All of the metropolitan areas are shifting to more neutral dialects. It is even more pronounced on the east coast in very traditional southern cities such as Richmond VA and Raleigh NC. What Louisville shares in common with those cities is that the surrounding rural dialects are distinctly southern in all directions including S. Indiana which IMO is slighty thicker. Cincinnati/N.Ky seems to be an actual border between midwest and south in that the rural accents north of Cincinnati are midwestern and the rural accents just below the three N. KY counties are definitely southern.
Far from Deep South. Glide deletion is not present in a lot of words. Maybe in "time" but the way she says "like" is more Midwest than South. I'd say it's Midland bordering on Southern. Her "o" sounds are even Midwestern. I feel like some in Louisville say "o" like Midwesterners and some say it like Southerners like "eh-oh", closer to the British vowel form. Someone I know in Louisville said that there's a "phone" line wherein the pronunciation of "phone" goes from "phe-own" to "phaw-own" somewhere in Central Indiana/Ohio and further South is pronounced "phe-own". But the women in the audio did have a very Southern trait where her short e sounds merge with short i sounds (then sounds somewhat like thin, pen like pin etc)

Honestly, it's a hard accent to place. Are the Southern characteristics there? You bet. But I've heard native Louisvillians claim their speech isn't much different from Cincy and that their speech is more neutral.
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Old 08-14-2015, 09:38 PM
 
4,801 posts, read 3,438,882 times
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Quote:
Originally Posted by JohnBoy64 View Post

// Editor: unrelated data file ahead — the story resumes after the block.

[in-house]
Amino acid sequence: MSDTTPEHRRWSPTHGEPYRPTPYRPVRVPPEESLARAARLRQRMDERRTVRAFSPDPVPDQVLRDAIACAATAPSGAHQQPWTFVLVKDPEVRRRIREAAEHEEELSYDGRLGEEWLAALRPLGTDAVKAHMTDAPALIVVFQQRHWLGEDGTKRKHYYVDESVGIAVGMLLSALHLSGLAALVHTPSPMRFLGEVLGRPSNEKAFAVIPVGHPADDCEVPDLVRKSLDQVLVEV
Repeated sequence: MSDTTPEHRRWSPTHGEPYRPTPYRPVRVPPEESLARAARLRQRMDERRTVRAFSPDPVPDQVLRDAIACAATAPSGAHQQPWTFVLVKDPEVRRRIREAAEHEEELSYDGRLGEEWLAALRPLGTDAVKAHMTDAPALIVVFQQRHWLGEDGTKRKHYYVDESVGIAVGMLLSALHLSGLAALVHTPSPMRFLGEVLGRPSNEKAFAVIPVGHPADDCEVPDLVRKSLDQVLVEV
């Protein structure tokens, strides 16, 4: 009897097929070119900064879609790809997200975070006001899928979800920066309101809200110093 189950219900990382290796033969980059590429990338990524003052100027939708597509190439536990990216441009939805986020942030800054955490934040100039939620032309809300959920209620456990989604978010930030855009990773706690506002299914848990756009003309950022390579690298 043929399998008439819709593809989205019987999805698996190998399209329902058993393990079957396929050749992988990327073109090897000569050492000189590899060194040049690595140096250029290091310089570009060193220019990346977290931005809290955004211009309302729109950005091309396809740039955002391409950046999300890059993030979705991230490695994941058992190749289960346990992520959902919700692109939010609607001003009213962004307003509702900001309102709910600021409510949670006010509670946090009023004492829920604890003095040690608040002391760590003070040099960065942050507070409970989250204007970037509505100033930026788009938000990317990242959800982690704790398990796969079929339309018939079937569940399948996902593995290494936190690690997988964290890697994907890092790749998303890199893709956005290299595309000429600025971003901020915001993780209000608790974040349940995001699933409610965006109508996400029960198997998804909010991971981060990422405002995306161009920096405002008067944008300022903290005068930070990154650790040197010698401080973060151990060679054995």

I would like to mention that the authors on many of the dialect maps express frustration on finding an authentic local dialect especially in the cities, so the lines that you see on those maps reflect what is believed to be the authentic local dialect verses what is actually spoken in those areas.
This even happens on the East Coast. I feel like the Baltimore accent is stronger outside of the city. Same with Chicago (not East Coast but same rule applies). I noticed this too in Philly.
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Old 08-14-2015, 11:41 PM
 
Location: Los Angeles
449 posts, read 144,377 times
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Quote:
Originally Posted by EddieOlSkool View Post
Far from Deep South. Glide deletion is not present in a lot of words. Maybe in "time" but the way she says "like" is more Midwest than South. I'd say it's Midland bordering on Southern. Her "o" sounds are even Midwestern.
Actually the differences in glide deletion (otherwise known as monophthongization) you are referring to is very common throughout the south. Huge areas of the south have only partial glide deletion similar to the speaker in the recording. The absence of the glide deletion in words such as "like" is considered "Lowland South", where you have the glide deletion (monophthongization) spoken in general is considered "Inland South". Here is a very detailed analysis of the two American English Dialects. Inland South is most prevalent in areas that did not have a high concentration of slavery during the antebellum period such as Southern Appalachia.